'June to be Worse': Why Covid-19 Cases in India are Expected to Rise in the Next Few Days
Image for representation.
India witnessed a record hike in daily COVID-19 cases for three consecutive days since Friday. The country added more than 6,000 cases on Friday, 6,654 cases on Saturday, and 6,767 cases in the next 24 hours till Sunday morning. The total cases as on May 24 stood at 1,31,868.
The country has been under one of the world’s strictest lockdowns for two months now. However, as economic concerns force India to ease restrictions, the country may see an increase in coronavirus cases in the next few weeks.
Though it won’t be the first nation to witness such an uptick in cases on account of fewer restrictions in place.
After an exponential growth in the number of confirmed cases during March, Iran had registered an equally quick-paced recovery in April which left it with only a few thousand active cases at one point.
Emboldened by its response, Iran gradually began reopening its economy in late April to recover from the damages caused by the pandemic. But the reopening came with a price.
Iran had brought down its daily average COVID-19 cases to around 1,000 by the end of April. The impact of the lifting of restrictions became visible only in May when the daily average increase almost doubled. The country is now facing a second wave of infections.
Likewise, as governments in some of the most affected European countries moved to lift certain restrictions, a surge in the number of cases was seen.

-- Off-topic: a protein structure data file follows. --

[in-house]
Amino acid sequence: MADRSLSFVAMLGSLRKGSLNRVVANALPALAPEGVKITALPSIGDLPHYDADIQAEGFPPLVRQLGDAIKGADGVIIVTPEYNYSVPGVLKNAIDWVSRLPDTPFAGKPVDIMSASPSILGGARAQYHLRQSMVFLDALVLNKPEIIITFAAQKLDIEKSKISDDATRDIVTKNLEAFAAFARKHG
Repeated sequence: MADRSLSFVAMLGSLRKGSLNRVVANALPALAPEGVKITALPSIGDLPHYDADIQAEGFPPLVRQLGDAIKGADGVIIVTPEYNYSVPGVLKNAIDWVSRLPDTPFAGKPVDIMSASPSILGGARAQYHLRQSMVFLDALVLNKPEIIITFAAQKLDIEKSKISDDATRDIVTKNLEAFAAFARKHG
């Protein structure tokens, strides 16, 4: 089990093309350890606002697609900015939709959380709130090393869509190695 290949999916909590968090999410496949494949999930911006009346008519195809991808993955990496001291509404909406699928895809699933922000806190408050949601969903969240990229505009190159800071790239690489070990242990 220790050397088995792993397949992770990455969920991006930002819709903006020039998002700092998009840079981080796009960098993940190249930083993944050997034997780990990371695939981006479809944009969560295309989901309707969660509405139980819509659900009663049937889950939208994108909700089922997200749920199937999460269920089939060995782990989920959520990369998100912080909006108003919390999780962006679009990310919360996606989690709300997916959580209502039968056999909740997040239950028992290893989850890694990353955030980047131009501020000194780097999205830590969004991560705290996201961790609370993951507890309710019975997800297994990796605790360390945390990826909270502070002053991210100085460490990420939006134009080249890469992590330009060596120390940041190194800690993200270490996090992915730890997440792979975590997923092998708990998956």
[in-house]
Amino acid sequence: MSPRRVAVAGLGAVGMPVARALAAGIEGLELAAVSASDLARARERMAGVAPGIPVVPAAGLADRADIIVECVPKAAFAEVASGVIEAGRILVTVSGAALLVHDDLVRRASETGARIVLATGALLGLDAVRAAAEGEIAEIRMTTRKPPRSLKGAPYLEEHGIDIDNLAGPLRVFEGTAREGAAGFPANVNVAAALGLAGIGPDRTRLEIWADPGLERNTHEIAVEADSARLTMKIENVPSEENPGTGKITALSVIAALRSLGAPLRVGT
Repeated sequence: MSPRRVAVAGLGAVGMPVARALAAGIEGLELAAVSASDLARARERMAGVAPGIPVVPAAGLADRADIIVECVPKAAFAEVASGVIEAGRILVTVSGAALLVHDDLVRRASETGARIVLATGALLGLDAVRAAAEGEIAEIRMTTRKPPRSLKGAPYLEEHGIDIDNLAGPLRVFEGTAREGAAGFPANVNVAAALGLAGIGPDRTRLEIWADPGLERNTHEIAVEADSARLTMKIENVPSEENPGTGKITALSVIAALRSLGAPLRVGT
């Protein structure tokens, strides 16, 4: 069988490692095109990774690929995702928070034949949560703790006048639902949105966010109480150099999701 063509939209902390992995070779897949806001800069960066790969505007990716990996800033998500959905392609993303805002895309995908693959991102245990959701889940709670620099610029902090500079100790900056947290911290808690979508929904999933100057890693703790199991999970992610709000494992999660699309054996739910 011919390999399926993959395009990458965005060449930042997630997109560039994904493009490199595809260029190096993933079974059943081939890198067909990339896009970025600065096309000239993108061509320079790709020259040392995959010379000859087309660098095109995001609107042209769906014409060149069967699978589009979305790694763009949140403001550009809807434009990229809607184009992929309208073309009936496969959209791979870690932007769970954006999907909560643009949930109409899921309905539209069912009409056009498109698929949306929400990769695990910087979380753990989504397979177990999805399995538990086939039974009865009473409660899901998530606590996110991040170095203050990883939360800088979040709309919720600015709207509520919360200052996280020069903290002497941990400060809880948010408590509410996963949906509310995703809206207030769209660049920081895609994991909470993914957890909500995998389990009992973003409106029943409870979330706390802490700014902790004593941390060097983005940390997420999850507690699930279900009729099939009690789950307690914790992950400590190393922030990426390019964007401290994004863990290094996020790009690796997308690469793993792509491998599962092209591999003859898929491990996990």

Earlier this month in Wuhan, China, where the authorities were believed to have contained the virus, new infections were recorded for the first time in several weeks.
Similarly, South Korea had found a cluster of new cases earlier this month after it eased restrictions on bars and clubs.
Two months into a nationwide lockdown, India is continuing on the path of exponential growth as far as the pandemic is concerned.
Tanmay Mahapatra, an epidemiologist who works as team lead for CARE India in Bihar, said that while there are several factors responsible for the increase in confirmed cases including varying levels of testing across states, more activity may possibly cause an increase in cases and, therefore, easing of restrictions needs to be implemented gradually.
“You cannot keep a country like India under lockdown forever. Some parts of the economy would need to be opened but that does not mean that the general public starts traveling from everywhere to everywhere,” Mahapatra said.
He added that containment zones should be considered on a more granular level going forward such as moving on from containment zones with larger areas to smaller containment zones/hotspots that have a large population.
Moreover, beyond such hotspots, there is a need to conduct random testing to understand asymptomatic transmission scenario even in areas where not many cases have been recorded.
Mahapatra explained that the latest increase over the past week cannot be directly attributed to the easing of lockdown and the impact of fewer restrictions would only become clear in the coming weeks. The current hike is aligned to and based on the general growth pattern that the country has witnessed till now.
India is now the 10th worst-affected nation worldwide and the curve does not seem to be flattening out.
“We are yet to see the worst. The way things are going, we can expect June to be much worse than April and May. There’s a high likelihood that we may see the peak in July,” Mahapatra said.